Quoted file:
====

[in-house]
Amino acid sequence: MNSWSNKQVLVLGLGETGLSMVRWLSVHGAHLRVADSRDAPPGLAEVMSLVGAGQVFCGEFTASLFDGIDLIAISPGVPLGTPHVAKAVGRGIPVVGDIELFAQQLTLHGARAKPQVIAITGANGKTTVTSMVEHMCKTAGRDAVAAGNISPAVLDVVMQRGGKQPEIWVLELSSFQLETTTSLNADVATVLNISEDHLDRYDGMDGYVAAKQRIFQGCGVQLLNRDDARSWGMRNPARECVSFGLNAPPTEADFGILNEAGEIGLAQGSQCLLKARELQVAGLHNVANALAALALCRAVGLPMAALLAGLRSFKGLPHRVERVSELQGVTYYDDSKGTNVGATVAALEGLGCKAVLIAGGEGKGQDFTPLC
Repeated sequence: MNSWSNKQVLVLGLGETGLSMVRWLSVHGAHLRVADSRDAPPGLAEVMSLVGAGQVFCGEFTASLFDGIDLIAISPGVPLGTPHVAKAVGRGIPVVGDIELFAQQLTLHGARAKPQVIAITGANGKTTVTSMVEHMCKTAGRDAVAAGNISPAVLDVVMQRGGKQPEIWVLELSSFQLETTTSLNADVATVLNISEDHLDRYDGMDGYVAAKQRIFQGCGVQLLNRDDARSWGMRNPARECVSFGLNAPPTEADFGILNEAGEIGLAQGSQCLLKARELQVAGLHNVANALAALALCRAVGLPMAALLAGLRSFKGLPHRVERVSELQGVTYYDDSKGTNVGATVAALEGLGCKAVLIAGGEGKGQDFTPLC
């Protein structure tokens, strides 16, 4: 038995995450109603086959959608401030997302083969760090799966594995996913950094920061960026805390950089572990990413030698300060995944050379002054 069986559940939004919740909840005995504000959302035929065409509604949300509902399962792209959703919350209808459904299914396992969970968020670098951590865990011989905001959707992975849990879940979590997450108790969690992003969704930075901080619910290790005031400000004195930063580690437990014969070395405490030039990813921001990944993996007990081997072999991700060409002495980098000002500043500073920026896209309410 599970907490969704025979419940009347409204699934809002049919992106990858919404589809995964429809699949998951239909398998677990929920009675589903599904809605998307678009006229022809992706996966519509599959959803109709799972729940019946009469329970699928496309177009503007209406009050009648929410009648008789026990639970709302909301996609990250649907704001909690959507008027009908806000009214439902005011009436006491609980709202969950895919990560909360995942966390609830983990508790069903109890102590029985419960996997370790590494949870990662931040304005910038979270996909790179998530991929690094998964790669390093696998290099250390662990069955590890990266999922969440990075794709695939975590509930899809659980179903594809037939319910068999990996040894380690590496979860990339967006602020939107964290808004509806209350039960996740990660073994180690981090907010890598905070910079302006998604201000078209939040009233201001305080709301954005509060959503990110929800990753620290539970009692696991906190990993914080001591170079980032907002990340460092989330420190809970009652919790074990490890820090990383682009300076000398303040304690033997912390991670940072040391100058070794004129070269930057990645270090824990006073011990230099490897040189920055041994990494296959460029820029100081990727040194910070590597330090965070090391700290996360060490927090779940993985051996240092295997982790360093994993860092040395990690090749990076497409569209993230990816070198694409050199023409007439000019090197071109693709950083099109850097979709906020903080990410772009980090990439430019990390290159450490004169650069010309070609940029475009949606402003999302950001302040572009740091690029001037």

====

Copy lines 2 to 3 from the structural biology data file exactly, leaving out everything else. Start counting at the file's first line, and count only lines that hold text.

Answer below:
Amino acid sequence: MNSWSNKQVLVLGLGETGLSMVRWLSVHGAHLRVADSRDAPPGLAEVMSLVGAGQVFCGEFTASLFDGIDLIAISPGVPLGTPHVAKAVGRGIPVVGDIELFAQQLTLHGARAKPQVIAITGANGKTTVTSMVEHMCKTAGRDAVAAGNISPAVLDVVMQRGGKQPEIWVLELSSFQLETTTSLNADVATVLNISEDHLDRYDGMDGYVAAKQRIFQGCGVQLLNRDDARSWGMRNPARECVSFGLNAPPTEADFGILNEAGEIGLAQGSQCLLKARELQVAGLHNVANALAALALCRAVGLPMAALLAGLRSFKGLPHRVERVSELQGVTYYDDSKGTNVGATVAALEGLGCKAVLIAGGEGKGQDFTPLC
Repeated sequence: MNSWSNKQVLVLGLGETGLSMVRWLSVHGAHLRVADSRDAPPGLAEVMSLVGAGQVFCGEFTASLFDGIDLIAISPGVPLGTPHVAKAVGRGIPVVGDIELFAQQLTLHGARAKPQVIAITGANGKTTVTSMVEHMCKTAGRDAVAAGNISPAVLDVVMQRGGKQPEIWVLELSSFQLETTTSLNADVATVLNISEDHLDRYDGMDGYVAAKQRIFQGCGVQLLNRDDARSWGMRNPARECVSFGLNAPPTEADFGILNEAGEIGLAQGSQCLLKARELQVAGLHNVANALAALALCRAVGLPMAALLAGLRSFKGLPHRVERVSELQGVTYYDDSKGTNVGATVAALEGLGCKAVLIAGGEGKGQDFTPLC